One of the first recorded observers to surmise a long age for Earth was the Greek historian Herodotus, who lived from approximately 480 B.C. to 425 B.C. He observed that the Nile River Delta was in fact a series of sediment deposits built up in successive floods. By noting that individual floods deposit only thin layers of sediment, he was able to conclude that the Nile Delta had taken many thousands of years to build up. More important than the amount of time Herodotus computed, which turns out to be trivial compared with the age of Earth, was the notion that one could estimate ages of geologic features by determining rates of the processes responsible for such features, and then assuming the rates to be roughly constant over time. Similar applications of this concept were to be used again and again in later centuries to estimate the ages of rock formations and, in particular, of layers of sediment that had compacted and cemented to form sedimentary rocks.
It was not until the seventeenth century that attempts were made again to understand clues to Earth's history through the rock record. Nicolaus Steno (1638–1686) was the first to work out principles of the progressive depositing of sediment in Tuscany. However, James Hutton (1726–1797), known as the founder of modern geology, was the first to have the important insight that geologic processes are cyclic in nature. Forces associated with subterranean heat cause land to be uplifted into plateaus and mountain ranges. The effects of wind and water then break down the masses of uplifted rock, producing sediment that is transported by water downward to ultimately form layers in lakes, seashores, or even oceans. Over time, the layers become sedimentary rock. These rocks are then uplifted sometime in the future to form new mountain ranges, which exhibit the sedimentary layers (and the remains of life within those layers) of the earlier episodes of erosion and deposition.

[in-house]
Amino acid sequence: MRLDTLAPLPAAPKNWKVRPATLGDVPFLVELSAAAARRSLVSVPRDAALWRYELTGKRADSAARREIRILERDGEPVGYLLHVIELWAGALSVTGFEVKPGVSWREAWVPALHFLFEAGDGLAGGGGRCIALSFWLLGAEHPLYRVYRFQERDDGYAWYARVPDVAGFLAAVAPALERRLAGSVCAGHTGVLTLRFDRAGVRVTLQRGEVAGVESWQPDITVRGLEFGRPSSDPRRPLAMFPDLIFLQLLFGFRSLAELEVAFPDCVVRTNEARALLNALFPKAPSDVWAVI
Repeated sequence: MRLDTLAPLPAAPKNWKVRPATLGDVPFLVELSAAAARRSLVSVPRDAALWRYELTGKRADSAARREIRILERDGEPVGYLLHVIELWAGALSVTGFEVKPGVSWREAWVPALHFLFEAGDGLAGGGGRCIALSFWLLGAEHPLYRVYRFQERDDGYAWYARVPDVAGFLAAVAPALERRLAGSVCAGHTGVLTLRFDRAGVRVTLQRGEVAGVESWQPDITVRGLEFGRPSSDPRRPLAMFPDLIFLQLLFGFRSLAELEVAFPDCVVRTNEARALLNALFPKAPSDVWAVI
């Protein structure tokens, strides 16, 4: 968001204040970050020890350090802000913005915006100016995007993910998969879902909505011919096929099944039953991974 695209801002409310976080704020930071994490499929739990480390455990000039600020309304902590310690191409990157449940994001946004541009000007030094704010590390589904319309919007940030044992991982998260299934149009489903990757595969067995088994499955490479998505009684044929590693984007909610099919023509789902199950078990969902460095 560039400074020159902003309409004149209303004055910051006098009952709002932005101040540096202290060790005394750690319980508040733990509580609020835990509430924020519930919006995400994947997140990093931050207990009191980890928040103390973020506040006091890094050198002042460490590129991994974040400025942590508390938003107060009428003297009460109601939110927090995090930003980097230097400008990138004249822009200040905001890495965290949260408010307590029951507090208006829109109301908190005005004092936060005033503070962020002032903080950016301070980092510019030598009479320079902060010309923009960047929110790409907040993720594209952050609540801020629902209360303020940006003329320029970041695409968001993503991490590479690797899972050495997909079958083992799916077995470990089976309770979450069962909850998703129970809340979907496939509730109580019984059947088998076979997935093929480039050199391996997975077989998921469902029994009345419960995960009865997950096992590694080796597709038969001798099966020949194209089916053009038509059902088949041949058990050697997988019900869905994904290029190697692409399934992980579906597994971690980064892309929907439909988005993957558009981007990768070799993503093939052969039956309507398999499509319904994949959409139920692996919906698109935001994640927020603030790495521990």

Hutton's concept represented a remarkable insight because it unified many individual phenomena and observations into a conceptual picture of Earth's history. With the further assumption that these geologic processes were generally no more or less vigorous than they are today, Hutton's examination of sedimentary layers led him to realize that Earth's history must be enormous, that geologic time is an abyss and human history a speck by comparison.
After Hutton, geologists tried to determine rates of sedimentation so as to estimate the age of Earth from the total length of the sedimentary, or stratigraphic, record. Typical numbers produced at the turn of the twentieth century were 100 million to 400 million years. These underestimated the actual age by factors of 10 to 50 because much of the sedimentary record is missing in various locations and because there is a long rock sequence that is older than half a billion years that is far less well defined in terms of fossils and less well preserved.
Various other techniques to estimate Earth's age fell short, and particularly noteworthy in this regard were flawed determinations of the Sun's age. It had been recognized by the German philosopher Immanuel Kant (1724–1804) that chemical reactions could not supply the tremendous amount of energy flowing from the Sun for more than about a millennium. Two physicists during the nineteenth century both came up with ages for the Sun based on the Sun's energy coming from gravitational contraction.
Under the force of gravity, the compression resulting from a collapse of the object must release energy. Ages for Earth were derived that were in the tens of millions of years, much less than the geologic estimates of the time.
It was the discovery of radioactivity at the end of the nineteenth century that opened the door to determining both the Sun's energy source and the age of Earth. From the initial work came a suite of discoveries leading to radioisotopic dating, which quickly led to the realization that Earth must be billions of years old, and to the discovery of nuclear fusion as an energy source capable of sustaining the Sun's luminosity for that amount of time. By the 1960s, both analysis of meteorites and refinements of solar evolution models converged on an age for the solar system, and hence for Earth, of 4.5 billion years.